Browsed by
Tag: Dying in Prison

Developing Geriatric and End-of-Life E-training For Inmate Peer Caregivers

Developing Geriatric and End-of-Life E-training For Inmate Peer Caregivers

Dr. Susan Loeb from Penn State University presented on the development of computer-based learning modules for caregivers of the aged and dying in prisons at the 11th Annual Conference on the Science of Dissemination and Implementation in Health in Washington DC, December 3-5, 2018. This research is being conducted with Dr. Valerie Myers at Klein Buendel (KB), a co-author on the presentation.

The increasing numbers and complex needs of aged and dying inmates intensifies the burden of care and costs incurred by prisons. In an initial study (NR011874), best practices in the community were adapted in the Toolkit for Enhancing End-of-Life Care (EOL) in Prisons to train prison staff in EOL care. The print-based Toolkit was well received; however, not well suited for dissemination and lacked geriatric content. The Toolkit was transformed and expanded into Enhancing Care of the Aged and Dying in Prisons (ECAD-P) computer-based learning (CBL) modules in a second study (AG049570). ECAD-P development revealed the need to develop e-training for inmates to assist staff as caregivers for aged and dying inmates.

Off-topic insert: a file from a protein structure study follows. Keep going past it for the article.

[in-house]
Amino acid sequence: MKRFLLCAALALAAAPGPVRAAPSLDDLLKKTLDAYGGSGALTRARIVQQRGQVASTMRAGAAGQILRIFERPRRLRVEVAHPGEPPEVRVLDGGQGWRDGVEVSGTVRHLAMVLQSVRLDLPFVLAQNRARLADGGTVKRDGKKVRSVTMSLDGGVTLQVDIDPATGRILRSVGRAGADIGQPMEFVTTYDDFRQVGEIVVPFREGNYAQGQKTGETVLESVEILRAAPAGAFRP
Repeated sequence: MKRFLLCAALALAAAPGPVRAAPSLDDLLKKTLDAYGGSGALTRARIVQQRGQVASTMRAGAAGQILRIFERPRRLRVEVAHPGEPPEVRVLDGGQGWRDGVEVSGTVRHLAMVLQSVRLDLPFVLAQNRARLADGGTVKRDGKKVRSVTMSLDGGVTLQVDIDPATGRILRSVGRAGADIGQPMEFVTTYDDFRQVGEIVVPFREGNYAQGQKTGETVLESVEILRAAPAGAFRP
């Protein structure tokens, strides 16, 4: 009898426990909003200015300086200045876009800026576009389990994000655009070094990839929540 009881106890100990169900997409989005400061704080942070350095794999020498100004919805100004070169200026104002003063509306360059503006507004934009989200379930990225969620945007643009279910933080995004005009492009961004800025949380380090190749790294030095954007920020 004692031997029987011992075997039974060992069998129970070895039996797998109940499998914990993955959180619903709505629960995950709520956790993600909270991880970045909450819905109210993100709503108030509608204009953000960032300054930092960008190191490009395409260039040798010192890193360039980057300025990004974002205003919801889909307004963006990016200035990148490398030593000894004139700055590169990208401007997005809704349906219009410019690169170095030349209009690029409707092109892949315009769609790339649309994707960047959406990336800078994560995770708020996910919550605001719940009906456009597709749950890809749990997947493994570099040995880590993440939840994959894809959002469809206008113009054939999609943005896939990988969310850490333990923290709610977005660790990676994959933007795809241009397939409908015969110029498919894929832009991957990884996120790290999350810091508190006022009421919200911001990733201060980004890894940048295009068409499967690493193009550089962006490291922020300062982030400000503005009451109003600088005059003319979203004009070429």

The purpose of the third study, which was presented at the D&I Conference, is to transform best practices in inmate peer caregiving into a comprehensive training program  that consists of media-rich and interactive computer-based learning modules for providing geriatric and EOL care to peers (i.e., prisoner to prisoner). Focus groups with inmate caregivers, prison staff, and training staff were conducted to determine a menu of CBL modules. An Advisory Board of experts in EOL care, geriatrics, ethics, and corrections health informed the selection of modules for development. Usability testing will soon be conducted in one men’s and one women’s prison with inmates who are experienced in providing mental health peer support, but have not been caregivers for their aged and dying peers. Focus group data will be analyzed using thematic analysis. Usability data will be analyzed using descriptive statistics and content analysis. Data are currently being collected. Analysis will be complete in October and the presentation completed by November.